Time-boxing is the practice of using a fixed time period for getting work done. This means that we commit to completing at a certain time, typically with a certain amount of effort (people and resources). We commit to getting as much work done as possible within this time frame. The amount of time allocated is the “time-box.” In scrum, this is called a sprint. Elsewhere in the agile world, it is called an iteration.
There are many ways to achieve flow within a time-box. It requires a focus on:
- Delivering value quickly
- Finishing what you are working on
Value delivery means different things at different levels.
- At the program level, it should mean realizing value to the customers (internal or external).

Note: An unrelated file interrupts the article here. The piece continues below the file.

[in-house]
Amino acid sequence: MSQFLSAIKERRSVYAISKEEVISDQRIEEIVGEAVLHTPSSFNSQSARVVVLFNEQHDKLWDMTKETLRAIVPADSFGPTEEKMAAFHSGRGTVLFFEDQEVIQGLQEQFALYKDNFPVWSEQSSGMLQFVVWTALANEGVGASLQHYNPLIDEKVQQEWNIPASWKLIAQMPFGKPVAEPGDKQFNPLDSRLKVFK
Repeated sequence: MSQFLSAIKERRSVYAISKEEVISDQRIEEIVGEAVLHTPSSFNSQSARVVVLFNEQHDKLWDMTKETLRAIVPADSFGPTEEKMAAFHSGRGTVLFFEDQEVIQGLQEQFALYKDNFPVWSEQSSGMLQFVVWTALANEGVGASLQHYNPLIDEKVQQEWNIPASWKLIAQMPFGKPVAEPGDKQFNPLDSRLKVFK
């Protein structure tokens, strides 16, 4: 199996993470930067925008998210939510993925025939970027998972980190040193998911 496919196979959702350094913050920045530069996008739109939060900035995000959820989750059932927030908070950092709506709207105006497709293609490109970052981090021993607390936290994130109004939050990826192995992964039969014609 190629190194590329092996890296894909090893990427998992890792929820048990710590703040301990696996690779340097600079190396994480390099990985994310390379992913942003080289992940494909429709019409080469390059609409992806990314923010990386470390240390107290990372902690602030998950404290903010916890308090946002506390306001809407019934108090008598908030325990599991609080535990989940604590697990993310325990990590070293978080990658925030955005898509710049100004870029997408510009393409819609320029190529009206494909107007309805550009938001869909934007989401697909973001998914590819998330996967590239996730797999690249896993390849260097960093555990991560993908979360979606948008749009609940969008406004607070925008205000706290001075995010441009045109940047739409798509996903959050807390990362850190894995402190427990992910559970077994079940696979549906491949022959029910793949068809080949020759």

- At the team level, teams should be focused on what it takes to deliver value. Probably, they cannot realize value to the customers on their own. They will depend on other teams or on shared services such as business intelligence or ops. So, the team should focus on building the right thing right, finishing stories and features quickly, and getting feedback as quickly as possible.
Time-Boxing does not Eliminate the Need for Flow
While the intention of the time-box is to give an end date by which things are done, we still aim to build things in small increments within the time-box. In other words, there should still be a focus on finishing stories in the sprint and MBIs in the program increment.
Flow is the guiding principle of all agile methods. Of course, XP is built around facilitating flow through paired programming, available customers, and test-first. Kanban says, “flow when you can, pull when you must.”
When flow is not attended to, challenges arise. Scrum can become a mini-waterfall in its time-box. SAFe® can become a three-month build-and-deliver process.